Jack Marucci

Published: Jan. 28, 2012 at 8:41 PM CST
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Marucci at his bat factory in Pennsylvania. Provided by: Jack Marucci
Marucci at his bat factory in Pennsylvania. Provided by: Jack Marucci

By Kate Royals | LSU Student

It started out in a shed in Baton Rouge and has since expanded to a wood mill on an Amish farm in Pennsylvania.

Jack Marucci's baseball bat company, Marucci Bats, grew from the ground up. Literally. When Marucci's son Gino was years old, he asked his father for a wooden baseball bat. Marucci, who is head of weight training at the LSU athletic department, called around to bat vendors and found that he came up short.

"When you're eight to nine years old, there's not many too choose from, especially from the wooden bat standpoint," Marucci explains. "He was watching the major league guys use a wood bat, and he wanted to swing one."

Marucci decided to take matters into his own hands. He remembered how to use a wood lathe from a junior high woodworking class.

"I kind of remembered how to cut a bat out of a blank and was able to obtain some of those," Marucci recalls. Marucci made that first bat for his son in a shed in his backyard, and continued to make more for his son's fellow little league players.

While the company has since grown to service big name major league players, Marucci still designs and produces children's baseball bats.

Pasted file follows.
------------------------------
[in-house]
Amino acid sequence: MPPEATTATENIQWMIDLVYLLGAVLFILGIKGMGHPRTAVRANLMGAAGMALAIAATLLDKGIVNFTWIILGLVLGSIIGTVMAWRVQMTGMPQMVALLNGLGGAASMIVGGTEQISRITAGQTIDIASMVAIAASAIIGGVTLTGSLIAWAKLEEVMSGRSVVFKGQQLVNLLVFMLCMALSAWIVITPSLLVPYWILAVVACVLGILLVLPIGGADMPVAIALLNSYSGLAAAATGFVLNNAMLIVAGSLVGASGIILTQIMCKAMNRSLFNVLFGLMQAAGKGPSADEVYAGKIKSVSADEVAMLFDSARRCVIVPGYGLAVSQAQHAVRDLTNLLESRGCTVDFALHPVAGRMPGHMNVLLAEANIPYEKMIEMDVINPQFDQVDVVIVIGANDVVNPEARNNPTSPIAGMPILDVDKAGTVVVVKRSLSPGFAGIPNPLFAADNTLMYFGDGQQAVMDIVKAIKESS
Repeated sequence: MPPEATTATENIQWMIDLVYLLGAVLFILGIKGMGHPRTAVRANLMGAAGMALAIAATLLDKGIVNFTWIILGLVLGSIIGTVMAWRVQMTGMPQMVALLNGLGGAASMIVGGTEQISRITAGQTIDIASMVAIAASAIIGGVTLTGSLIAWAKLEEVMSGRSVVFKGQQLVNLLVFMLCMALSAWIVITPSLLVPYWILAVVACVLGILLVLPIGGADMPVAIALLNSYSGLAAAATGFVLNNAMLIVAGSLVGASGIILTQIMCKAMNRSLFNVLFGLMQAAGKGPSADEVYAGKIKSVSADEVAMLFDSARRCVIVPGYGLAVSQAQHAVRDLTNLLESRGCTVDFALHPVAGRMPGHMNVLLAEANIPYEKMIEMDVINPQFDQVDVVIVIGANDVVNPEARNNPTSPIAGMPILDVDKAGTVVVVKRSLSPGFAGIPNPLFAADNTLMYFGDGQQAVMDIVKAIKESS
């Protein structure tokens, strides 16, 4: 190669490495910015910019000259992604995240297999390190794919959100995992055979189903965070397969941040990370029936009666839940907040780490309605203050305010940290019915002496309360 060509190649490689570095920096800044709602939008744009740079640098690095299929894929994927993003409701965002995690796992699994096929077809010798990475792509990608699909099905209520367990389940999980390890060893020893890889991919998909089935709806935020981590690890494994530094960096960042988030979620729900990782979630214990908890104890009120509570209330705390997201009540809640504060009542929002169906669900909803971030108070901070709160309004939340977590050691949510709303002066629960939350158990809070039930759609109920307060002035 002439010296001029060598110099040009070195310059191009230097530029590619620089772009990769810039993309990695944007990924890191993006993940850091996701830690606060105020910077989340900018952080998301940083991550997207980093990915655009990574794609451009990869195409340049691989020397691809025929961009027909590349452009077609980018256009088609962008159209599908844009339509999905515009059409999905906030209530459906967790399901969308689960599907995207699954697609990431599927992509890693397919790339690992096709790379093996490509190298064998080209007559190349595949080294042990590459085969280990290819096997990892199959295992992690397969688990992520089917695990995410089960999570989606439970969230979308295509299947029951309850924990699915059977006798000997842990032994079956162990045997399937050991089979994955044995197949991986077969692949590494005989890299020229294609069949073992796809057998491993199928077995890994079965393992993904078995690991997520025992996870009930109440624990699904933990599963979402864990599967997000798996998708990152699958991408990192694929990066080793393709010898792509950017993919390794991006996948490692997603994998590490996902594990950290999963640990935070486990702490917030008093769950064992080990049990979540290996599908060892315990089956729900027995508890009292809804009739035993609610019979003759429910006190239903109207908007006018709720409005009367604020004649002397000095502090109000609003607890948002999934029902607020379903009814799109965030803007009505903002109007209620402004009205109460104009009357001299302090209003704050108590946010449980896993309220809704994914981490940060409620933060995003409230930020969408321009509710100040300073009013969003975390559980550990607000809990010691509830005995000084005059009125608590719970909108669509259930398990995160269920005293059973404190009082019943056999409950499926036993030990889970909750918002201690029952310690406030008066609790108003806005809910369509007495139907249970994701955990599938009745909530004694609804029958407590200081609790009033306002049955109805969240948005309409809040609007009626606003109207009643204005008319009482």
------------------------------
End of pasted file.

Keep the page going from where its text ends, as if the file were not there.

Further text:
"We produce bats as small as 22 inches. We have an 18-inch bat, actually, and do a lot of children's bats," Marucci says. "I don't think anyone felt like there was going to be a market for it, but we've done okay with it."

Marucci attributes the company's expanding success to his "great business partners," including a former assistant press secretary to President George W. Bush, and a commitment to a quality product.

"We didn't really chase the paycheck per say. If you start doing it that way, the quality goes down. We all had other avenues of income, so we could take our time," something Marucci says customers appreciated.

Players praise the bats, commenting on their consistency, wood quality, finish and detail.

"They usually say it's one of the best bats, or the best balanced, or designed bats they've had," Marucci says. The company uses ash and maple wood.

Marucci's office is crammed with custom baseball bats, along with pictures of his children playing Little League and favorite major leaguers swinging home runs with Marucci bats. Marucci's passion for his work is evident – even in the years when no profit was turned. "It didn't matter. The only thing that mattered was quality."

Although the company has grown and Marucci finds himself more on the design end of things, he still enjoys going to the shop during football's off-season and making the bats himself.

One of the bats in Marucci's office is his favorite – so much so that he tracked it down on eBay and placed the highest bid to get it back into his hands. The bat was made for the Red Sox's Manny Ramirez, and its model name is CB24 – Curse Buster 24.

"The bat was made to break the curse of the Yankees," Marucci says with a smile. "And the Red Sox ended up coming back and winning the World Series."

The company has recently added another type of bat and customer to its repertoire: the metal bat for college baseball players.

"They are making a huge impact in college baseball now," Marucci says.

Currently, Marucci balances his work as the director of athletic training at LSU with active involvement with his company. "Who'd have ever known – it started out of a 6 by 9 shed and has become what it is today?"